The project also aims to construct a 5 MLD (Million Litres per Day) sewage treatment plant at Bamboo Bazaar to treat the domestic sewage, but ignores the problem of how industrial effluent will be treated, as that requires an Effluent Treatment Plant and not STP (sewage treatment plant). The project also relies on nature-based intervention to improve water quality. But if the natural material and bio-remediation techniques are to be used, it will require a specific speed of flow to treat and improve water quality. But will these techniques work in a flood situation?

Also, the initial implementation of the mock-up area at Shanti Nagar shows the problem of accumulation of silt and solid waste that indicates it will require periodic maintenance which would prohibit people access to the K-100 waterway until it gets cleaned!

Accumulation of Silt and Solid waste at Mock-up area of K-100, Shanti Nagar
Accumulation of Silt and Solid waste at Mock-up area of K-100, Shanti Nagar. Image taken on November 6th, 2021. Pic credit: Abhijit Waghre, Urban Fellow at IIHS

Read more: 50% stormwater drains lost: Bengaluru’s flooding is no surprise

Problems of planning and governance

The encroachments in and around the buffer zones of the lakes and Rajakaluves have been a constant headache for the BBMP. Citizen’s waterway stretch from KR Market to Bellandur Lake shows massive encroachment in the primary storm water drain (Rajakaluve).

Satellite image of Buildings in the Buffer Zone of Primary Stormwater Drain at Shanti Nagar.
Buildings in the Buffer Zone of Primary Stormwater Drain at Shanti Nagar. Map created based on data from; buffer zones have been marked as per the Master Plan zoning regulations and NGT norms. Pic credit: Abhijit Waghre, Urban Fellow at IIHS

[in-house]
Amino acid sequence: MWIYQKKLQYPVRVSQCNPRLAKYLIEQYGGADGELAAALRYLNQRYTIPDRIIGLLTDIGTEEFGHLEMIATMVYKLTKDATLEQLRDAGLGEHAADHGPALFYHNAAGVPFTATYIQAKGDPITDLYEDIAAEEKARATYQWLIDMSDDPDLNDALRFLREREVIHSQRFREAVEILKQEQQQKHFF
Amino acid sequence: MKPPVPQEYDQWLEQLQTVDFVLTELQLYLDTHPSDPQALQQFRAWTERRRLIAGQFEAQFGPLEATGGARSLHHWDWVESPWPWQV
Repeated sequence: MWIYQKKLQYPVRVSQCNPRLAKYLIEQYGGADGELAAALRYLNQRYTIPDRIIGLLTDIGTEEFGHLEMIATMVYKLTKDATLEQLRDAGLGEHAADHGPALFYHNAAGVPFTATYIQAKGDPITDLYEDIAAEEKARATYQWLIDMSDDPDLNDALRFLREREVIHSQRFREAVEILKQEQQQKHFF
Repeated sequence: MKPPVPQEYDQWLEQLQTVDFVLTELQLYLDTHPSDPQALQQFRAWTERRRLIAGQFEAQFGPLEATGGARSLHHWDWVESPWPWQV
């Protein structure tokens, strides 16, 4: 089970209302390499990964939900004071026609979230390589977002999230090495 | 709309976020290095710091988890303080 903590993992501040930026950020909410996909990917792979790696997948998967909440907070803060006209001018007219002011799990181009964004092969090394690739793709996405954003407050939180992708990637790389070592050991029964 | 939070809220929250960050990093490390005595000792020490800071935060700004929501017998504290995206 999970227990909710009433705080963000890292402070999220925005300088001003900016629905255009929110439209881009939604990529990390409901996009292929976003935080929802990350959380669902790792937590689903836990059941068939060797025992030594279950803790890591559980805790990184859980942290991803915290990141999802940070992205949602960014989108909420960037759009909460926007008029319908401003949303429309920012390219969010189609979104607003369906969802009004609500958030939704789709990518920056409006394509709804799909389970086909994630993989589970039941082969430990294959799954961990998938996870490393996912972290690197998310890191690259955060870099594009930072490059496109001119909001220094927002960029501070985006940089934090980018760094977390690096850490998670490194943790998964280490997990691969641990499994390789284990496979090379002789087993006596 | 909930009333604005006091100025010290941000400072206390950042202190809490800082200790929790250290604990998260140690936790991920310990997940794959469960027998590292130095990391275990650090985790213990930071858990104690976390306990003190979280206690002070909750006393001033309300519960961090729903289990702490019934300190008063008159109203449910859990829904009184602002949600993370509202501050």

These buffer zones prescribed by the NGT are 50, 25 and 15 meters for primary, secondary, and tertiary storm water drains respectively. The Monitoring Committee was appointed in December 2018 by NGT to review the implementation of NGT orders issued in regard to the Bellandur, Varthur and Agaram Lakes. Despite NGT orders which specifies that BBMP is to survey and notify the Rajakaluves for purposes of buffer zones, the Monitoring Committee’s report of February 2021 shows (in Page 21) that BBMP has not submitted the details of such a survey to the Committee. The buffer zones for Rajakaluve have also been mentioned in the Bangalore Revised Master Plan 2031 zoning regulations.

Considering the regulations and orders by NGT on Rajakaluves, when BBMP has not submitted the details of buffer zones of Rajakaluves to NGT, has the Citizens Waterway Project received clearance? The project was not completed within the deadline of January 2022. As per a report in Deccan Herald last October, only 40% of the work had been completed at the time. When court cases related to encroachments are going on in the Karnataka High Court, when will the project get completed? Will this also not affect the project’s budget?

Is it inclusion or isolation?

The city’s storm water drains (Rajakaluve) are the lungs of the lakes. The series of lakes are interconnected by these storm water drains (Rajakaluve) where the rainwater gets captured from the respective catchment area and the surplus water then flows into interconnected lakes through Rajakaluve.

The Justice N K Patil Committee report ‘Preservation of Lakes in the City of Bangalore’ recommended that lake restoration is to be taken up based on lake series/sub-series and not in isolation, to have better results and impact. The Citizen’s Waterway Project focuses on the development of 11.4 km of primary drains, but what happens to Bengaluru’s remaining storm water drains? Do they not need the same beautification? Why select only the KR Market to Bellandur Lake storm water drain for a facelift? The technological and design interventions of such a project will lack sustainability.